CSU Study: Air Pollution Increases Violent Crime Rates
We all know that breathing dirty air is bad for your lungs, but, according to a recent Colorado State University study, it is also bad for your attitude.
The study, conducted by CSU researchers in economics, atmospheric science, and statistics, found a strong connection between exposure to air pollution and aggressive behavior, including aggravated assaults and violent crimes.
Jesse Burkhardt, assistant professer in the Department of Agricultural and Resource Economics, lead the study with the help of economist Jude Bayham, statistician Ander Wilson, and multiple air pollution and atmospheric science experts.
Together, they analyzed daily criminal activity from the FBI, county-level air pollution from the U.S. Environmental Protection Agency, and wildfire data from the National Oceanic and Atmospheric Administration's Hazard Mapping System.
Throughout the study, they found that an increase in air pollution is associated with a 1.4% rise in violent crimes, the majority of which are assaults.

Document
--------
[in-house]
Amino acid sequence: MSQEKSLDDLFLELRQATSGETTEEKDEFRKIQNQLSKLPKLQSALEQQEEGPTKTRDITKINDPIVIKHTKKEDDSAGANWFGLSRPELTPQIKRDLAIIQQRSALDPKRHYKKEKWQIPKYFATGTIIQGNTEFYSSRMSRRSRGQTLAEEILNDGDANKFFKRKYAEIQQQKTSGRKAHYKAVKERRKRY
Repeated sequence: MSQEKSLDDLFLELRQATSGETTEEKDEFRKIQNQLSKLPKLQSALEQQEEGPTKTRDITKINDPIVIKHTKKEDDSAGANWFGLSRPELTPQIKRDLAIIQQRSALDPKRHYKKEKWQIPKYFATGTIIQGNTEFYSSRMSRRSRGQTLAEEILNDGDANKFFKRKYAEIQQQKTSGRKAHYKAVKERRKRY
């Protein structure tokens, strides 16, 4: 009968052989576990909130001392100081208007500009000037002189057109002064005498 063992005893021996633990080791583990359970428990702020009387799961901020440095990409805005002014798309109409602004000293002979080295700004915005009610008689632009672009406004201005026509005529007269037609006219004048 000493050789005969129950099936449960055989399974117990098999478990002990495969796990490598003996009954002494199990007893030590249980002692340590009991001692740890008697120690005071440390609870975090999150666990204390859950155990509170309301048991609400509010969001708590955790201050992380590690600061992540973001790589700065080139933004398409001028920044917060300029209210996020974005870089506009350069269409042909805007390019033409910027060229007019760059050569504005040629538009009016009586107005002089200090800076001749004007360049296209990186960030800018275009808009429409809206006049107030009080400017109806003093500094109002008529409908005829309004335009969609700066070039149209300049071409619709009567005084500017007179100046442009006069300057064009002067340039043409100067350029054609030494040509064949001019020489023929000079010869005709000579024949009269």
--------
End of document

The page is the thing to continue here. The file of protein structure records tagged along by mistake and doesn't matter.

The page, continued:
The researchers were also careful to account for other possible explanations, such as weather or precipitation, that could have skewed data. They also pointed out that assault is not just physical.
"...you can assault someone verbally," said Bayham. "The story is, when you're exposed to more pollution, you become marginally more aggressive."
Burkhardt became inspired to conduct the study several years ago, when Fort Collins was suffering from particularly bad wildfires. He noticed that the smoke made him irritable, and he set out to see if air pollution was affecting others in the same way.
Now that he has his answer, Burkhardt is searching for other behavioral effects caused by air pollution. He is currently looking into whether or not increased air pollution influences chess performance.
For more information on the correlation between air pollution and violent crime, you can read the study in the Journal of Environmental Economics and Management.
It's a good reminder that the next time your smart phone warns you about unhealthy air quality, you should probably hold your breath until the alert goes away. Just kidding...but definitely stay inside.